Jan 12, 2021 Editorial
Kaieteur News – The toll is for US$20M (over G$4B) and involves over 17,000 Guyanese investors. The latest coming out from the alleged Ponzi mastermind is that 85 percent of the bilked investors had their monies returned to them. This is not what his own attorney, Mr. Dexter Todd, said on December 18, a mere three weeks ago, when he noted that a paltry G$3M was paid out and that the number of investors to be repaid remains in the thousands (KN January 8). Something is not adding up here, or there is a communication problem, or somebody is not good at counting. Whatever it is, these crossed wires and mixed messages lead to one place: are the cheated Guyanese investors going to get their money back? In view of these recent developments, what is the likelihood that they will get back something, if anything at all, from the funds so naively invested?
It would appear that attorney Todd has a problem on his hands. That is, a client who cannot help himself, who fancies himself an impeccable oracle who must be listened to, and who just cannot keep his mouth shut. As any decent attorney knows, a talkative client is his own worst enemy, since nobody knows what will be said next. However, aside from that, where is this matter heading? Specifically, there is this seesaw as to how many are actually repaid and these latest outlandish claims about some 85 percent of the tricked investors being made whole.
This is more than the troublesome matter (between the two of them, which is their business) of the relationship and responsibilities for communication between attorney and client. It is about whether there is any really serious and genuine intention on the part of alleged Ponzi schemers to do the right thing by waiting Guyanese investors and moving on to whatever lies ahead for them. For what we, at this paper can detect, is some verbal sleight of hand from the schemer, over who was paid and when, and all that jazz that nobody has much patience left for anymore.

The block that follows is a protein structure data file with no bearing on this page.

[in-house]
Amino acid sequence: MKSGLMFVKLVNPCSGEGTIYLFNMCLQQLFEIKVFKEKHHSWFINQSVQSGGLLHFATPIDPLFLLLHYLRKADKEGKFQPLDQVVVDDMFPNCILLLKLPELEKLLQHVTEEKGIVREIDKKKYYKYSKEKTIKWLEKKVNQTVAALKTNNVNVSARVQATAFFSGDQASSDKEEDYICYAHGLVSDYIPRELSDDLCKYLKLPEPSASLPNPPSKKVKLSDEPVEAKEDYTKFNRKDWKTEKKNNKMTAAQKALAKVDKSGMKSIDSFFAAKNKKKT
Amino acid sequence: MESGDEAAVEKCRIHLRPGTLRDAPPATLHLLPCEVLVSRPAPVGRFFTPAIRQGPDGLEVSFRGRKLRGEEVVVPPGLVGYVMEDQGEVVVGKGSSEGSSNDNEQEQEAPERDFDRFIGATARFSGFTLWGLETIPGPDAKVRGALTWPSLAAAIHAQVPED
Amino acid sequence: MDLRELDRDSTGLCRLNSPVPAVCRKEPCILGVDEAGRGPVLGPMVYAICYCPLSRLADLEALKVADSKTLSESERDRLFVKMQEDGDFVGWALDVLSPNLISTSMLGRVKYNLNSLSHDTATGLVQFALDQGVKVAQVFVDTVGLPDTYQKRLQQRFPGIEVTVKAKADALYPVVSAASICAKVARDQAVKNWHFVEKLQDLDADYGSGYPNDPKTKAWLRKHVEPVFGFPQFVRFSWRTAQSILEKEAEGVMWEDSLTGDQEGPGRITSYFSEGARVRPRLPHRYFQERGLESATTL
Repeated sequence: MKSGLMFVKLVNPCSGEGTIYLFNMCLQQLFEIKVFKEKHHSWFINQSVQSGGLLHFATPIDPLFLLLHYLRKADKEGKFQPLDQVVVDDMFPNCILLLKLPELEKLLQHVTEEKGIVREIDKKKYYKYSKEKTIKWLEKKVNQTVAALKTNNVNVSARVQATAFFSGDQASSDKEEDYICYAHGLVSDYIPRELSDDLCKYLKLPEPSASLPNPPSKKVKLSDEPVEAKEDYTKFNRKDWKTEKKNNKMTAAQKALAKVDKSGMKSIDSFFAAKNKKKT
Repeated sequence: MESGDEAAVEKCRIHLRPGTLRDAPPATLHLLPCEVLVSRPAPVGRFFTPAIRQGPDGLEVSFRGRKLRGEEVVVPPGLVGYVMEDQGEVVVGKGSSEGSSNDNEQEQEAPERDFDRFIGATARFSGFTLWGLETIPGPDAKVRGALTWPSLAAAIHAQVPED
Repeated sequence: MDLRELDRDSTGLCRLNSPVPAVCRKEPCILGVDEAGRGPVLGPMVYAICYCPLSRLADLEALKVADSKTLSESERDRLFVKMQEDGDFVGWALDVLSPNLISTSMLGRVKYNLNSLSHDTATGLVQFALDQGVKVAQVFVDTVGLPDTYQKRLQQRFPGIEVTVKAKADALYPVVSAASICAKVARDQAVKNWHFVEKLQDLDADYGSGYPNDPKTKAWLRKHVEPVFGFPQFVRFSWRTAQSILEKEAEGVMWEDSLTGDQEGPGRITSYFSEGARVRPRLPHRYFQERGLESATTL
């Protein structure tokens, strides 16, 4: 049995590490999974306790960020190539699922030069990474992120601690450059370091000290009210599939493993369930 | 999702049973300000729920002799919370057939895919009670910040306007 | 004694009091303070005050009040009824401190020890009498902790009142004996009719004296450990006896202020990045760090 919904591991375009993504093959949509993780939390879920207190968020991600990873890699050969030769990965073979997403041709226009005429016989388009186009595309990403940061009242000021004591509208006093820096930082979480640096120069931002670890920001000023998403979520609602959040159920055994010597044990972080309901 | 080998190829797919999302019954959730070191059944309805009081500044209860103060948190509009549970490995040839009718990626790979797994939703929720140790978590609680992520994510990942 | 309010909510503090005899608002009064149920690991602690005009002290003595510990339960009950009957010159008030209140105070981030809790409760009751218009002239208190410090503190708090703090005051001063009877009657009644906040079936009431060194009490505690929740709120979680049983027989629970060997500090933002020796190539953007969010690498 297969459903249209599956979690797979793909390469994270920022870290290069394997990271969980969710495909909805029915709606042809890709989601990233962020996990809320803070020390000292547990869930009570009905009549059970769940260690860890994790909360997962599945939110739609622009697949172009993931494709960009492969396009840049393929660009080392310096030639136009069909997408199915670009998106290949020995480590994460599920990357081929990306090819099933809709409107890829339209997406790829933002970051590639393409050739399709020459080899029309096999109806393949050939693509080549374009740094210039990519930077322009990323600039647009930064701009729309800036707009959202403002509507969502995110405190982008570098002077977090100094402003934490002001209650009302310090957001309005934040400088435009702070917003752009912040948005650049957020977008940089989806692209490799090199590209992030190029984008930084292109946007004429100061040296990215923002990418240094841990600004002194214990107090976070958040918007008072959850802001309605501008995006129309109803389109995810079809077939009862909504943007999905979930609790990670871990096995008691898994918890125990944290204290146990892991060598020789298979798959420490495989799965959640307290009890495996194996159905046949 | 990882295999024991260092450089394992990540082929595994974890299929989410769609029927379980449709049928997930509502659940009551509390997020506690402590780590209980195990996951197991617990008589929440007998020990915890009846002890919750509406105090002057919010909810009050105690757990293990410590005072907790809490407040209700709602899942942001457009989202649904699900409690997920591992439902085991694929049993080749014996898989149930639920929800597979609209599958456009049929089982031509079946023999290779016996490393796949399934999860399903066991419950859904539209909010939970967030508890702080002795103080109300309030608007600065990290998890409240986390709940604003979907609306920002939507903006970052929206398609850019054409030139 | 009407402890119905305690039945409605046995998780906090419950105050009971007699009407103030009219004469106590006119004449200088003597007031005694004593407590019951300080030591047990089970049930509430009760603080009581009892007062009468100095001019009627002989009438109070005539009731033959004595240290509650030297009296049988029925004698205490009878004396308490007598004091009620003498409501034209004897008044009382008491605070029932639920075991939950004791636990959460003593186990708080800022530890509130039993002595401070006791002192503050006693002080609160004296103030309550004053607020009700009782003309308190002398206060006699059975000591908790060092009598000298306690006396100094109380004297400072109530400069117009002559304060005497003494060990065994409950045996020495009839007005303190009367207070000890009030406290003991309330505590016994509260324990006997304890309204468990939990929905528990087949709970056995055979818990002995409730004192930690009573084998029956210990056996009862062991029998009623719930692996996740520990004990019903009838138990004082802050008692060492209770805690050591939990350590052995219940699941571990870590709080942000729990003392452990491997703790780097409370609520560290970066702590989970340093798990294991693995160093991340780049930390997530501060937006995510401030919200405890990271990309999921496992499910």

A tremendous wrong was done, which has cost thousands of Guyanese many anxieties and embarrassments. The people out of pocket want to be repaid, so that they can put this sordid episode in their lives behind them and get on with the business of breathing a little easier and living a bit wiser. It is not helpful in the least, when the alleged schemer takes to the airwaves either to advocate or proselytize about how well he has done on behalf of those that were shortchanged. What is helpful, what means something in all of its hard significance and value is cold cash and nothing else.
The alleged Ponzi schemer has to stop trying to score points or engage in defensive strategies that fool no one. There is only one thing that matters and nothing else: the people have to be repaid, all of them and time is running out on him. In fact, if he continues at this rate, whatever goodwill there was that was remaining would be exhausted and he would be the worst for it. Guyanese authorities, all the way up to the Hon. Attorney General, are looking on and listening closely at every development in this affair. The Ponzi schemer is not doing himself any favours, when he goes off on these tangents with these tall tales about 85 percent of the people being repaid. That one came out of nowhere and was all the more surprising, since it clashed severely with what his legal representative had been saying repeatedly, which was that the investors would be repaid and that there is good faith behind that assertion.
So, to turn up out of nowhere and say now that most of them had been repaid comes across as more than self-serving. It comes across as deceptive and damning. We caution: it is better to cease and desist from playing these silly games, for they are counter-productive and can prove to be more costly in the long run. It is more prudent to sit down and work quietly with the named attorney and solidify whatever it is that is in mind. Doing otherwise will backfire.
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